“I was this so-called expert for so long, and… I could have been more effective if I had just asked people: ‘What do you need to make your life better? Is what I’m doing, or what I’m offering, or what I’m thinking about doing going to help you get what you need? If not, what should I do differently?’”
–Dennis Whittle, Co-founder and Chief Executive Officer, Feedback Labs
To me, a brilliant idea is one that is obvious after you’ve heard it, but not before. Co-creation, the idea that people experiencing a problem are experts about that problem and should be engaged in creating the solution to that problem, is a brilliant idea. Laurenellen McCann, who is the first person who explained the concept to me, elegantly describes it as “build with, not for.” It is also, in my experience, a rare practice in policymaking, service delivery, or implementation. The interviews in this next round of our Listening to Inclusive Innovators series highlight why co-creation is both so important and so uncommon.
I asked five practitioners of co-creation–three non-profit leaders, a start-up founder, and a professor the following questions:
- What does co-creation mean to you?
- How do you use/apply it to your organization?
- What challenges come with this approach?
- What would you tell an organization or person starting out to co-create with the people they are trying to serve?
- What values underlie co-creation for you?
All of the interviewees said that co-creation doesn’t fit with standard institutional processes and imperatives. Eric Gordon, an academic (whose interview will appear March 22), and Dennis Whittle, a non-profit leader who had a long career at the World Bank, talk about the challenge of starting an open-ended, messy, slow, unpredictable process, “when your career depends on delivering something on time, on budget, and on target,” as Dennis puts it. Budgets, academic calendars, and evaluation processes are designed for top-down ways of working, not for co-creation, which requires working at the speed of trust.
Ben Berkowitz (interview March 20), Molly Day (interview March 27), and Caroline Hill speak to some of the emotional difficulties that arise in co-creation processes. Molly says, “To do co-creation right will require changing behavior, and that is a fundamentally tough thing for human beings to do because it means you will lose some things that you feel attached to doing or even things that feel close to your identity.” Caroline agrees: “If you’re the one with privilege, you have to surrender that privilege and include the other person. That can be uncomfortable for someone who’s always experienced being recognized for being an expert.”
In Ben’s experience working with local governments, co-creation requires culture change, and a shift towards transparency, trust, and empathy. The benefit, he says, is that if transparency is genuine, then people outside of government can better see and appreciate the conflicting impulses, avalanche of requests, and myriad limitations that government officials have to navigate.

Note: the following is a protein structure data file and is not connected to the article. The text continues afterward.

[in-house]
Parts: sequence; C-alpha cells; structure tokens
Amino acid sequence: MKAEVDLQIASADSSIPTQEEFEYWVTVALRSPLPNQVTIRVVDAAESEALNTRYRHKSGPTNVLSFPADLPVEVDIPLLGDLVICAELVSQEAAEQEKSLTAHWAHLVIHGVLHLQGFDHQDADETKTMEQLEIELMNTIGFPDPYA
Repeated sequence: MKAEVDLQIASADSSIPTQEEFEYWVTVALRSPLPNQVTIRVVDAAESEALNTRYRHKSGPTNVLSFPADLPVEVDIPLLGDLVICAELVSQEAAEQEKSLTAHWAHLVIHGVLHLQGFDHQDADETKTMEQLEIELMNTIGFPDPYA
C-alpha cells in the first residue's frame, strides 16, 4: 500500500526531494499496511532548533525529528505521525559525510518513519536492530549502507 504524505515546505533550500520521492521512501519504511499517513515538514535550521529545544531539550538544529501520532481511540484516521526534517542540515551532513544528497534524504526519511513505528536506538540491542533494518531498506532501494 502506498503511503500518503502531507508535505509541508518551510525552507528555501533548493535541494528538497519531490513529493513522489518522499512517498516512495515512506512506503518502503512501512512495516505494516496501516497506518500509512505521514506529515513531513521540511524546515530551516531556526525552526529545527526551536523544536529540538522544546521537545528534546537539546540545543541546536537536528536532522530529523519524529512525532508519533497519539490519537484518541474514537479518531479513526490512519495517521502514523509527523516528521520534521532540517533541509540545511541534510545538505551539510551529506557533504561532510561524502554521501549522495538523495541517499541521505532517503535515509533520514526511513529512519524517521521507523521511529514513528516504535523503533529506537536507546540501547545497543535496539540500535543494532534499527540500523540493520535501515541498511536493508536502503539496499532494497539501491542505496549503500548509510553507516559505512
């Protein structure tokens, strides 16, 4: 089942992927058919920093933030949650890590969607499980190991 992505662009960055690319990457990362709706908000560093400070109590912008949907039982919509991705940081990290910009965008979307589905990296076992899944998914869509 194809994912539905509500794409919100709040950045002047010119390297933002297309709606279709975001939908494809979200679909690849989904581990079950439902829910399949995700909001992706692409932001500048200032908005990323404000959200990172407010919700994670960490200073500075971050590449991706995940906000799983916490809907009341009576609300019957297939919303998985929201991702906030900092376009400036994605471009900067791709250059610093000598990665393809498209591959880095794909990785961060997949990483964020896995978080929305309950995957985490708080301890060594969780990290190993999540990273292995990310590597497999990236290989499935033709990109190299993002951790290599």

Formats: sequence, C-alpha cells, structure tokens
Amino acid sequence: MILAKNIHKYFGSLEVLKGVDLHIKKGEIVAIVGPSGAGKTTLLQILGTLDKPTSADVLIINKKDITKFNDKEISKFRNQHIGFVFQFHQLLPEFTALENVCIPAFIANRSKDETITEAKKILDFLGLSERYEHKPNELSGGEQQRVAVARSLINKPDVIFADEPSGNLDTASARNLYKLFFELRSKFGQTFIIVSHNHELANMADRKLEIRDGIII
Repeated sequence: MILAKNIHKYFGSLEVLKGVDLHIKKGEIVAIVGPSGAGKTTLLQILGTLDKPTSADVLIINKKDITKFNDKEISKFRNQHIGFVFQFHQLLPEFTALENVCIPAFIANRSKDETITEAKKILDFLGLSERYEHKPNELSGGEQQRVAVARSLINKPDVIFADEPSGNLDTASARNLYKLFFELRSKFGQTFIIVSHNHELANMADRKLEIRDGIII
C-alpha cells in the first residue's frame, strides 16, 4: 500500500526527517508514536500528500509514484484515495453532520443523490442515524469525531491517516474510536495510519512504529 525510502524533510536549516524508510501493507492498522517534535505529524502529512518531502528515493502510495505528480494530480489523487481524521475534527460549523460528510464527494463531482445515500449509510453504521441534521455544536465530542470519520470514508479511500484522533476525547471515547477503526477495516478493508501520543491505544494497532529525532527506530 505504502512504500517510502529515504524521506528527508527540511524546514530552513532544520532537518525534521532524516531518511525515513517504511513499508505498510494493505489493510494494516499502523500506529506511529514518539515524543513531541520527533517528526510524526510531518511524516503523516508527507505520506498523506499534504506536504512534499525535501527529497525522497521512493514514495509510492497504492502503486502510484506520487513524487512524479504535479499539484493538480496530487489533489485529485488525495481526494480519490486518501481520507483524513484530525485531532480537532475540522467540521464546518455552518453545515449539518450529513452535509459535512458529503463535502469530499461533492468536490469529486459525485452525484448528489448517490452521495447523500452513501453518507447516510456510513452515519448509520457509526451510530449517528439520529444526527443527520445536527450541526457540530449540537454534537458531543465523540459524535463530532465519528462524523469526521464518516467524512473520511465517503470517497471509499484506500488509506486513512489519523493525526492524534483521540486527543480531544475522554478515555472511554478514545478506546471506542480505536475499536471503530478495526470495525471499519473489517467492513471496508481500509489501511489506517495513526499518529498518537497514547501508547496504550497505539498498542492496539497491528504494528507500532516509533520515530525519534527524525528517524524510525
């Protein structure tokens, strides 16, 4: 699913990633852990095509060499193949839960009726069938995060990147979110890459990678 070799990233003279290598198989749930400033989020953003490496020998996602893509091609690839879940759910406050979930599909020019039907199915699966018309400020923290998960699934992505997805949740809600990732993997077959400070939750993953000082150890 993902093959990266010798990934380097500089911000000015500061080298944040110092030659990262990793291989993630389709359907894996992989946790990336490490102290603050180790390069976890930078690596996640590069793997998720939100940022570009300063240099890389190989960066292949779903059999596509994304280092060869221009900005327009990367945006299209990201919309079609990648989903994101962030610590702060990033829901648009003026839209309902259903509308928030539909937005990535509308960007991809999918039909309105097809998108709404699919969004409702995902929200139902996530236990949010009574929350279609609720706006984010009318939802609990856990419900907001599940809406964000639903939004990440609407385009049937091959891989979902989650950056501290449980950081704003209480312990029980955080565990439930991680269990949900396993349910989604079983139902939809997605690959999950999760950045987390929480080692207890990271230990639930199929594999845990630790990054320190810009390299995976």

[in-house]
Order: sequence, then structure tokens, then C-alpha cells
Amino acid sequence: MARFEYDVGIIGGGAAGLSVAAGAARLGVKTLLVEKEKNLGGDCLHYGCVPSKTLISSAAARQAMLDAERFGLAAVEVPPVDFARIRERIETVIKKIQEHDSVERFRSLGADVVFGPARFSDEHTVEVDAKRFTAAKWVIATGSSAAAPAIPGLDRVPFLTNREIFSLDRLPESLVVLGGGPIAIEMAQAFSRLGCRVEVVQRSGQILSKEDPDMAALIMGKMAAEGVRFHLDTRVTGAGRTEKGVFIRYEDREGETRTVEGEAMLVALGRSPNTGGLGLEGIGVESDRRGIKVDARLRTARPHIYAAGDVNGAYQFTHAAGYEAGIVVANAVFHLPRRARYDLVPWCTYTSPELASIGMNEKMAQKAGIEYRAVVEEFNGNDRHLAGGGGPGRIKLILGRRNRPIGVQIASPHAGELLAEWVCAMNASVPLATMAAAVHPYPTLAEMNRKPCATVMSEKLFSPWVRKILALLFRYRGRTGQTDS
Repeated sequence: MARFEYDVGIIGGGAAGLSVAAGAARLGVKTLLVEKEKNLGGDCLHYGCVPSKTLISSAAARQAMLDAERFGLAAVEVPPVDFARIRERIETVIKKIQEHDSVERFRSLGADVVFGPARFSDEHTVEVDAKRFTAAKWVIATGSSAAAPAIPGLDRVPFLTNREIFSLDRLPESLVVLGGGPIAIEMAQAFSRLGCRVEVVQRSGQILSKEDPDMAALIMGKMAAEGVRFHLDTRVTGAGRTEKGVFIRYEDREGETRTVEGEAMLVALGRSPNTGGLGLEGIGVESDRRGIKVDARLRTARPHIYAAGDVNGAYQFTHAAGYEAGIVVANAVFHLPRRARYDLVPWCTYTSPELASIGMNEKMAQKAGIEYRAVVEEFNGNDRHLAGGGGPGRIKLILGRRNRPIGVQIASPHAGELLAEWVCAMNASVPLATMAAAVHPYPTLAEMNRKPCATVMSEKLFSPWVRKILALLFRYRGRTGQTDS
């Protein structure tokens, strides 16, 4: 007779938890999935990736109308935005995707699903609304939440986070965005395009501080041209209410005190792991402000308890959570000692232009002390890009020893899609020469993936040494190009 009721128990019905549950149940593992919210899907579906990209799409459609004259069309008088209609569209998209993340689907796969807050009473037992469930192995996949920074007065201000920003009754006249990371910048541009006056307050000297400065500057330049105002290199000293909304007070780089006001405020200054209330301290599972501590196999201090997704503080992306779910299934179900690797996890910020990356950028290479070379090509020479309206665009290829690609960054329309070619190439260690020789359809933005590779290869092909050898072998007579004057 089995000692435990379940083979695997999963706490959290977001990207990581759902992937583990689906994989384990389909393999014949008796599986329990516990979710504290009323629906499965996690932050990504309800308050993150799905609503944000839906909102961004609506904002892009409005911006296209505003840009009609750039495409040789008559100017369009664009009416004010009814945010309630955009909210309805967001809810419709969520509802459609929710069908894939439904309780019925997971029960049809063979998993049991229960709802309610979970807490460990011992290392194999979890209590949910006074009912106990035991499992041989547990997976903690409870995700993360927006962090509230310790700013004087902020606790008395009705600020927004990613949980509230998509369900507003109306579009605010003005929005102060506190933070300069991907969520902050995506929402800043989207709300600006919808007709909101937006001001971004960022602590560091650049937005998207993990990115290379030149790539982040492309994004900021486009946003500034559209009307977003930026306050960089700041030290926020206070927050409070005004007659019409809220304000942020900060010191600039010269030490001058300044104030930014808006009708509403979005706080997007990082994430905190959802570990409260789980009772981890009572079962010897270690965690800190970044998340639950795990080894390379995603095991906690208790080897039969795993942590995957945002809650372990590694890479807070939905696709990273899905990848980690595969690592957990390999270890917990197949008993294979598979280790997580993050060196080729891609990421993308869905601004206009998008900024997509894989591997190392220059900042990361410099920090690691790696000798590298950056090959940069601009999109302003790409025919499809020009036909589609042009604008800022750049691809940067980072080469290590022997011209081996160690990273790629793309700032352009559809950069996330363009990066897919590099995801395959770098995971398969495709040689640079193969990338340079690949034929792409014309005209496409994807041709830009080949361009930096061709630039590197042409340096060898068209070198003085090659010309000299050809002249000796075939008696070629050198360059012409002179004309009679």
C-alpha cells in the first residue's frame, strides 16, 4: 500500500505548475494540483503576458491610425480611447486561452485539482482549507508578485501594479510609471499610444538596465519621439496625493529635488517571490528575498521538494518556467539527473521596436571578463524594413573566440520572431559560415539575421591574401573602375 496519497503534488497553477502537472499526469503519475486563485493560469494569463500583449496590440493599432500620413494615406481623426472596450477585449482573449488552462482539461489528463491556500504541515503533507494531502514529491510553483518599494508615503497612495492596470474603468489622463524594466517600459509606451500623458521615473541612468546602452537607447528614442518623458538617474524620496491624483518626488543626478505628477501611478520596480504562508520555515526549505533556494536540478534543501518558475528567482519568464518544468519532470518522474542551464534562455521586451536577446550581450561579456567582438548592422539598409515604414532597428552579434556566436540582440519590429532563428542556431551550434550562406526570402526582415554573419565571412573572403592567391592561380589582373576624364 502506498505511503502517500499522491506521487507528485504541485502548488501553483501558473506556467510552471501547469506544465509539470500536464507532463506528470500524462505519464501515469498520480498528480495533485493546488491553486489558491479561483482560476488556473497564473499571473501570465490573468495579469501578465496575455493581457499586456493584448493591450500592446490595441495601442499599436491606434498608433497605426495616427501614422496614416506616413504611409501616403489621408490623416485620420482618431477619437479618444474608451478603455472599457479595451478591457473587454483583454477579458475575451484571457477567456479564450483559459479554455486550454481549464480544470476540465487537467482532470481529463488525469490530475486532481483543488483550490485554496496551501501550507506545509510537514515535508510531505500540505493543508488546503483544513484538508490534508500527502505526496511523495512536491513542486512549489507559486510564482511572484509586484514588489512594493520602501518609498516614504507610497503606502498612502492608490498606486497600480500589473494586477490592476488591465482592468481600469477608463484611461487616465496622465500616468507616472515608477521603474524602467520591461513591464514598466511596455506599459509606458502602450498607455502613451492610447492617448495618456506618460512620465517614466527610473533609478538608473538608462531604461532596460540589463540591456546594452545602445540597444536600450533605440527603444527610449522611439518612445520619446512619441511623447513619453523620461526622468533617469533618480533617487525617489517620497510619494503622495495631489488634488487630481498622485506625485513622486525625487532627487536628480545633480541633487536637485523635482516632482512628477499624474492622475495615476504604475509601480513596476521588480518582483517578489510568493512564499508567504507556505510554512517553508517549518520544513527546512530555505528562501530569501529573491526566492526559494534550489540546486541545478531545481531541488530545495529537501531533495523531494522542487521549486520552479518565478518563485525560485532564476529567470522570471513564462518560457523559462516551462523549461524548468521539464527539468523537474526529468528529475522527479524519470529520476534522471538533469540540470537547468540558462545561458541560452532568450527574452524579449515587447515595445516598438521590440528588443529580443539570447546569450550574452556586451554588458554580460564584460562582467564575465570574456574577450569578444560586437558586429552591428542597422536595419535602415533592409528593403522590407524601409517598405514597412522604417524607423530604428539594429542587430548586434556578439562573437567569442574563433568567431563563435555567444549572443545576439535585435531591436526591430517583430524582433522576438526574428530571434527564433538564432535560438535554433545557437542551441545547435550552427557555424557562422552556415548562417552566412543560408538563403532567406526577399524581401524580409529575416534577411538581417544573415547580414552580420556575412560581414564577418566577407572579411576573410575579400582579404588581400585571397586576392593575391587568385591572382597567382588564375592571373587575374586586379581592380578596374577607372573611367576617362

Co-creation, on its face, looks like the opposite of data-driven policy making, which seems to be efficient and predictable. I think, though, we need both, working in necessary, generative tension. Data can tell us “what” but not necessarily “why” or “how.” Caroline Hill’s experience working with truant youth shows that student’s stories provided an important context for statistics about who wasn’t showing up for school.
Data gathering–the questions people ask, the information that is deemed–is not inherently free from bias. To take one shameful example from urban history: data indicated that some neighborhoods were unbearable slums that needed to be cleared to save cities. But residents and sympathetic observers like Jane Jacobs saw these same neighborhoods as strong communities that supported families and businesses and contributed to the diversity and zest of city life. So as urban policy practitioners learn to embrace data, we also need to wrap our arms around the skills of co-creation: listening, empathy, and humility.
We should also reconsider whether co-creation is, in the long run, really a slower approach than the top-down method of addressing urban problems that has been the rule for decades. As Molly Day put it, “It’s been more than 50 years after the start of the war on poverty, and we’re still pretty far from winning the war. If we listen to and engage those in our society who we are trying to help, we’d get to the right answers faster.”
I hope these interviews inspire and encourage people to take on the hard work of co-creation, or at least to question our own assumptions of who is an expert.
This blog series is supported by the Citi Foundation, a vital early supporter of the Center for Urban Innovation at the Aspen Institute. With the Citi Foundation’s help, the Center convened leading-edge practitioners to develop a shared set of principles to guide a cross-sector approach to inclusive innovation in low- and middle-income neighborhoods, and to determine how the Aspen Institute could support this practice.